Original post: The Supreme Court and Court of Appeal is dropping cases on this blog like no tomorrow. I can’t keep up, so I will just bring them to your attention for the time being:

1. Re Legal Practice Act 2004; re OG, a lawyer [2007] VSC 520, in which the Court of Appeal today struck off the roll a barrister whose disclosure to the Board of Examiners about an allegation at university that he cheated on an assignment was found to be a lie. Legal Eagle provided a long note of the case here. In other news, a famous American judge, Richard Posner, wrote a book on plagiarism. He blogs too. Update: 29 January 2008: And compare this American case (In the Matter of Willie Jay White, Supreme Court of Georgia) about an applicant for admission to practice which was denied because his explanation for curious similarities between his work and another’s at law school was not believed.

2. Equuscorp Pty Ltd v Wilmoth Field Warne (a firm) [2007] VSCA 280, a case about whether estoppel by convention could operate against the prima facie disentitlement in a solicitor to recover fees under a void costs agreement, and about where exactly the dividing line is between a void and a good costs agreement. It is the latest in a long saga.

3. Coadys (a firm) v Getzler [2007] VSCA 281, a case covering much the same territory as the Equuscorp Case. This case and the previous one will be very important for the interpretation of the Legal Profession Act, 2004‘s costs provisions.

4. Francis v Bunnett [2007] VSC 527, in which Justice Lasry dismissed an application for summary judgment by reference to advocates’ immunity in a classic regretted settlement case. That is, his Honour was not persuaded of the hopelessness of the client’s argument that where there has been no adjudication after a trial, there is no finality of the kind protected by the immunity which is worthy of protection. It is notable that a number of cases which have gone the other way are not mentioned in the judgment.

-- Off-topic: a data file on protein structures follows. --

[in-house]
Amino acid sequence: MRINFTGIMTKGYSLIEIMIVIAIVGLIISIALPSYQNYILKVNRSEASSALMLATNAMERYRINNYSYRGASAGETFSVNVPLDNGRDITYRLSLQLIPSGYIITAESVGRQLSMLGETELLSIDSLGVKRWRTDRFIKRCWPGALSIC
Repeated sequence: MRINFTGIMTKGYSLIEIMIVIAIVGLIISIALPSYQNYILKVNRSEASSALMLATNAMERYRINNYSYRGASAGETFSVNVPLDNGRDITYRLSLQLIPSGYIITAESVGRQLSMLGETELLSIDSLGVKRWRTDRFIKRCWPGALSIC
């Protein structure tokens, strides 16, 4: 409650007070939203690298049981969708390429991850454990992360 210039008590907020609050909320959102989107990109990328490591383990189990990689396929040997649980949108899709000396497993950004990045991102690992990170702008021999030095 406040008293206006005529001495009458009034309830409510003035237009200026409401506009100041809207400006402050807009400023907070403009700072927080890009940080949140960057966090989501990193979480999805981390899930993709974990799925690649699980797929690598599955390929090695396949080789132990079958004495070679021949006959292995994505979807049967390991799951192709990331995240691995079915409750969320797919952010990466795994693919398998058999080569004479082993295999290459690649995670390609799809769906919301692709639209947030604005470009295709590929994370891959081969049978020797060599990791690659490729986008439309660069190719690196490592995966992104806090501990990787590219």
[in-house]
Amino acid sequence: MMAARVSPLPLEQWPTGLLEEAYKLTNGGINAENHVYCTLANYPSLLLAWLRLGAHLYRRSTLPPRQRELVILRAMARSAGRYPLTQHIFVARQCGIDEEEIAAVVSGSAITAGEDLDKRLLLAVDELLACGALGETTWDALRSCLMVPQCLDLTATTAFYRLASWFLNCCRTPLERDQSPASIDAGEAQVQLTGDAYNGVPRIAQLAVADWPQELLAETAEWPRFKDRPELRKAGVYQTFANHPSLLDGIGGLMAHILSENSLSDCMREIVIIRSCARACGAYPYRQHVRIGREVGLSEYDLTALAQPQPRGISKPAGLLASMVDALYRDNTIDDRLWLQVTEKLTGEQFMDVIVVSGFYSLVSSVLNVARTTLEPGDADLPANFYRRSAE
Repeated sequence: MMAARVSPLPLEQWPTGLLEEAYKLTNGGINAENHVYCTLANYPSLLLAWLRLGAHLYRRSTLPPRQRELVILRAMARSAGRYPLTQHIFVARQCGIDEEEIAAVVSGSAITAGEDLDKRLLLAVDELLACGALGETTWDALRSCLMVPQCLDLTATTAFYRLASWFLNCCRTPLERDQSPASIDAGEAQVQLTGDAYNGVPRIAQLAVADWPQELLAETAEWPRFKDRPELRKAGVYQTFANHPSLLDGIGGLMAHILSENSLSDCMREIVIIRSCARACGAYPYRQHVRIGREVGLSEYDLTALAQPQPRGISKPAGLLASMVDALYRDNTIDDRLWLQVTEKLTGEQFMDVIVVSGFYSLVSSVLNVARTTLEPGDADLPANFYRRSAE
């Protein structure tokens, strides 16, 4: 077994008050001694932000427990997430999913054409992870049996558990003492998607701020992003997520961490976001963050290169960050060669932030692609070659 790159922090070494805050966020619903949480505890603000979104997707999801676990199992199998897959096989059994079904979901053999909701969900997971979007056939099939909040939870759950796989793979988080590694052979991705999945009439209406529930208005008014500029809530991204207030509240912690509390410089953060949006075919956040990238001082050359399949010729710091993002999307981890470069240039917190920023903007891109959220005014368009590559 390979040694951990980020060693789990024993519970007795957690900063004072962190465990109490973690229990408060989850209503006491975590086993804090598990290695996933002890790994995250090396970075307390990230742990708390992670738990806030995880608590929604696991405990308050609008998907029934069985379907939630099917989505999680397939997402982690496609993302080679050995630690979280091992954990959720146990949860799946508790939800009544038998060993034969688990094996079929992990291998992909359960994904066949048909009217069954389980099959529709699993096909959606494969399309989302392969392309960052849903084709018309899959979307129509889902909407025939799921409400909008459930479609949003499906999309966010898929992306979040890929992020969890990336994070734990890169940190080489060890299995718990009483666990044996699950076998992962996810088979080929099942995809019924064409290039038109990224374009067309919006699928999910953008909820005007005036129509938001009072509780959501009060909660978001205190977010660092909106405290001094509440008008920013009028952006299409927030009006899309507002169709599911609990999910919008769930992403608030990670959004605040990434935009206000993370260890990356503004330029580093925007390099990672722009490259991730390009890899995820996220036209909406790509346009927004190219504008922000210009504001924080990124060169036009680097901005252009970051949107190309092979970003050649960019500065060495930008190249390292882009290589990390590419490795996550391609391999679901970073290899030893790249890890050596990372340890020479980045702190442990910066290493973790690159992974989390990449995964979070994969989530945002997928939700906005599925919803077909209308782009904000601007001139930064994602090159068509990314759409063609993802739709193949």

5. MM&R Pty Ltd v Grills [2007] VSC 528, a decision of Justice Cavenough yesterday about the availability of advocates’ immunity as a defence to a suit alleging simple delay, and where there has been no adjudicated decision of a court worthy of protection. His Honour recognised that the immunity applied in such circumstances.

It will be interesting to read the two advocates’ immunity decisions more carefully, and tease out to what extent they are consistent with one another.

Confirmed: your client can privately prosecute you for misconduct

Acting President Bowman handed down a decision on Friday in Cedric Naylor’s Case [2007] VCAT 958 approving the existing practice of VCAT, and before it the Legal Profession Tribunal, of entertaining professional misconduct allegations against lawyers by their clients as part of applications to set aside costs agreements. Entertaining them, that is, outside the disciplinary investigation and prosecution procedures in Part 5 of the old Legal Practice Act, 1996, and regardless of whether those who otherwise prosecute disciplinary charges would have brought a charge.  Under the old Act, a costs agreement could be set aside upon proof by the client of (i) dishonesty in the solicitor, or (ii) misconduct or unprofessional conduct in the retainer, or (iii) a want of fairness and reasonableness of the agreement. Judge Bowman  ruled that it was not necessary for the solicitor to be found guilty of misconduct or unsatisfactory conduct in the ordinary way, by a prosecution by a legal regulator under the disciplinary provisionso of the Act before the client could rely on the second ground, but he did say that if misconduct is made out in an old Act case, then no disciplinary consequences such as a suspension of a practising certificate can follow in that hearing.  But, armed with the result in the s. 103 application, there seems to be nothing to stop the client sending the reasons in to the regulator and requesting investigation of the conduct already determined to be misconduct by the body which would hear any charge flowing from the investigation. And so, of course, there seems to be nothing to stop the client from threatening to do so in little spats over fees.